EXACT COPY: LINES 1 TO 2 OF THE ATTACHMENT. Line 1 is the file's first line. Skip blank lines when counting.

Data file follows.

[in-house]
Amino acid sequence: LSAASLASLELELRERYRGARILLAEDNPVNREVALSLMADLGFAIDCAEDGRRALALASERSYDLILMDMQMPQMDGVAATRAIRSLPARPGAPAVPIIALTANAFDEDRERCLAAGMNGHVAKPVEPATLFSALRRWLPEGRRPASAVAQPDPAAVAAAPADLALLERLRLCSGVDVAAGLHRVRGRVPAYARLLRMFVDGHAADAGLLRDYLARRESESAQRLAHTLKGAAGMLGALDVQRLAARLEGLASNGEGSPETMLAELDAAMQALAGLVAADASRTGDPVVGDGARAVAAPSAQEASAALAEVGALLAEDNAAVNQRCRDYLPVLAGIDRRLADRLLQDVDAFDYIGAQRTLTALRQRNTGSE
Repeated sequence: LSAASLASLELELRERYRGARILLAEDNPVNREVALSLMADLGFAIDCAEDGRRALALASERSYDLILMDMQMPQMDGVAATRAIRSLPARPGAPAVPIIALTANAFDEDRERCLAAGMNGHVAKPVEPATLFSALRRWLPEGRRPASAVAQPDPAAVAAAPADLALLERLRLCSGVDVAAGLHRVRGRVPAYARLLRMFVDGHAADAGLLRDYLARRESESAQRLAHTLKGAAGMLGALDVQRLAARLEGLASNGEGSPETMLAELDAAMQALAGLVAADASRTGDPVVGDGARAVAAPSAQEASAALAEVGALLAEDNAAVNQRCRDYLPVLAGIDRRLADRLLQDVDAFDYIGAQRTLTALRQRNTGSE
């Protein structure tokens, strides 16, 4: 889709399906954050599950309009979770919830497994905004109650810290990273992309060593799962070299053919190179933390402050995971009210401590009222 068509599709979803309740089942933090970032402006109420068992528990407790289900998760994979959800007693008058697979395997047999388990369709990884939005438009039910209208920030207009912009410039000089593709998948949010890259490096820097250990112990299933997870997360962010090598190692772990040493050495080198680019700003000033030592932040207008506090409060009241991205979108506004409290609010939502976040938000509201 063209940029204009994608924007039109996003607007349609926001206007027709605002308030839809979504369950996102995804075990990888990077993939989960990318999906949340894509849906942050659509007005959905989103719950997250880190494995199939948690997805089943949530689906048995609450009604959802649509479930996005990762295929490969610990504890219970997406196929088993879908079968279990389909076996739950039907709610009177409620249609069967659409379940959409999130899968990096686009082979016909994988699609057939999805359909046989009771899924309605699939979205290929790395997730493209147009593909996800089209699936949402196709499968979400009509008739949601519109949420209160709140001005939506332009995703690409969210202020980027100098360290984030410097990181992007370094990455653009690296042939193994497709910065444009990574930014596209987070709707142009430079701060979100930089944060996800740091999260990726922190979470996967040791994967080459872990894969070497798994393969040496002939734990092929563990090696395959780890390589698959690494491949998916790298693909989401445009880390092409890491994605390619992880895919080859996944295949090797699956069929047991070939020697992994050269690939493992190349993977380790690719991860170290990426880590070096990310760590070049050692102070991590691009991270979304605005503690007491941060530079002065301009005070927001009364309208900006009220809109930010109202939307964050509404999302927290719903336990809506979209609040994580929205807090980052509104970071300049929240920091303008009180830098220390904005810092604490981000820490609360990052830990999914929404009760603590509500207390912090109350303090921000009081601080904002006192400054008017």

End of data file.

[in-house]
Amino acid sequence: LSAASLASLELELRERYRGARILLAEDNPVNREVALSLMADLGFAIDCAEDGRRALALASERSYDLILMDMQMPQMDGVAATRAIRSLPARPGAPAVPIIALTANAFDEDRERCLAAGMNGHVAKPVEPATLFSALRRWLPEGRRPASAVAQPDPAAVAAAPADLALLERLRLCSGVDVAAGLHRVRGRVPAYARLLRMFVDGHAADAGLLRDYLARRESESAQRLAHTLKGAAGMLGALDVQRLAARLEGLASNGEGSPETMLAELDAAMQALAGLVAADASRTGDPVVGDGARAVAAPSAQEASAALAEVGALLAEDNAAVNQRCRDYLPVLAGIDRRLADRLLQDVDAFDYIGAQRTLTALRQRNTGSE